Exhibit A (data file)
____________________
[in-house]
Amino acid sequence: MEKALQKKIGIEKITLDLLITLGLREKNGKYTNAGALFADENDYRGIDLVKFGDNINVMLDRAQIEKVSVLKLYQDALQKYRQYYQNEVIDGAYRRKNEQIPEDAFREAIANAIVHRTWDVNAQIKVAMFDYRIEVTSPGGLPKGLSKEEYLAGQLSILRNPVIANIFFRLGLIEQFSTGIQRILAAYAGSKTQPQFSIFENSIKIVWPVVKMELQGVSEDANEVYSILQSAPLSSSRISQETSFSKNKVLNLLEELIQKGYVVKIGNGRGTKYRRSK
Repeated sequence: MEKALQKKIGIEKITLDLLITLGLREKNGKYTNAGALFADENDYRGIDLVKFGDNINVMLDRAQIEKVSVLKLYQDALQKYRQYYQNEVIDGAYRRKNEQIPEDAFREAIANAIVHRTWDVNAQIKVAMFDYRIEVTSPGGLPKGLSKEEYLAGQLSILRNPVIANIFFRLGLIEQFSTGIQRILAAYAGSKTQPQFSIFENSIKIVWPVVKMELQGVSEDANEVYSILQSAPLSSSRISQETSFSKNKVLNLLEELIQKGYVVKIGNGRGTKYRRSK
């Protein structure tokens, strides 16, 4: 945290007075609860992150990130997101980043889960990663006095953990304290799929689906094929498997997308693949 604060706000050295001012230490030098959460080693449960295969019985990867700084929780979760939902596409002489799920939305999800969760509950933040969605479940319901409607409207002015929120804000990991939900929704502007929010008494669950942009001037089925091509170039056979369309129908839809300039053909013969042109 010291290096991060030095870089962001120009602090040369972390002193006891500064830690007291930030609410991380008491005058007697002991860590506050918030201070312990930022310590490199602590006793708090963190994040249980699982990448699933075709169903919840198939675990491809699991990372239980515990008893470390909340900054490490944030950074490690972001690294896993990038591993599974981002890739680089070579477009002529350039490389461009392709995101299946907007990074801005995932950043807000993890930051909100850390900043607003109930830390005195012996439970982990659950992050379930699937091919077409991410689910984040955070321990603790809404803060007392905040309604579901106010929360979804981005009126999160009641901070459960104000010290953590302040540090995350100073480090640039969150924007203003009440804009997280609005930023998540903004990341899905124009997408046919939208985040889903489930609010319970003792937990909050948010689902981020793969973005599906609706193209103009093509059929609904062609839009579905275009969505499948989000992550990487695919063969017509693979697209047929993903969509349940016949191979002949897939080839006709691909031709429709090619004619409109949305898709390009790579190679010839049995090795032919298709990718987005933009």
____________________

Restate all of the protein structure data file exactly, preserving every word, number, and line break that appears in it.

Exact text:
[in-house]
Amino acid sequence: MEKALQKKIGIEKITLDLLITLGLREKNGKYTNAGALFADENDYRGIDLVKFGDNINVMLDRAQIEKVSVLKLYQDALQKYRQYYQNEVIDGAYRRKNEQIPEDAFREAIANAIVHRTWDVNAQIKVAMFDYRIEVTSPGGLPKGLSKEEYLAGQLSILRNPVIANIFFRLGLIEQFSTGIQRILAAYAGSKTQPQFSIFENSIKIVWPVVKMELQGVSEDANEVYSILQSAPLSSSRISQETSFSKNKVLNLLEELIQKGYVVKIGNGRGTKYRRSK
Repeated sequence: MEKALQKKIGIEKITLDLLITLGLREKNGKYTNAGALFADENDYRGIDLVKFGDNINVMLDRAQIEKVSVLKLYQDALQKYRQYYQNEVIDGAYRRKNEQIPEDAFREAIANAIVHRTWDVNAQIKVAMFDYRIEVTSPGGLPKGLSKEEYLAGQLSILRNPVIANIFFRLGLIEQFSTGIQRILAAYAGSKTQPQFSIFENSIKIVWPVVKMELQGVSEDANEVYSILQSAPLSSSRISQETSFSKNKVLNLLEELIQKGYVVKIGNGRGTKYRRSK
């Protein structure tokens, strides 16, 4: 945290007075609860992150990130997101980043889960990663006095953990304290799929689906094929498997997308693949 604060706000050295001012230490030098959460080693449960295969019985990867700084929780979760939902596409002489799920939305999800969760509950933040969605479940319901409607409207002015929120804000990991939900929704502007929010008494669950942009001037089925091509170039056979369309129908839809300039053909013969042109 010291290096991060030095870089962001120009602090040369972390002193006891500064830690007291930030609410991380008491005058007697002991860590506050918030201070312990930022310590490199602590006793708090963190994040249980699982990448699933075709169903919840198939675990491809699991990372239980515990008893470390909340900054490490944030950074490690972001690294896993990038591993599974981002890739680089070579477009002529350039490389461009392709995101299946907007990074801005995932950043807000993890930051909100850390900043607003109930830390005195012996439970982990659950992050379930699937091919077409991410689910984040955070321990603790809404803060007392905040309604579901106010929360979804981005009126999160009641901070459960104000010290953590302040540090995350100073480090640039969150924007203003009440804009997280609005930023998540903004990341899905124009997408046919939208985040889903489930609010319970003792937990909050948010689902981020793969973005599906609706193209103009093509059929609904062609839009579905275009969505499948989000992550990487695919063969017509693979697209047929993903969509349940016949191979002949897939080839006709691909031709429709090619004619409109949305898709390009790579190679010839049995090795032919298709990718987005933009």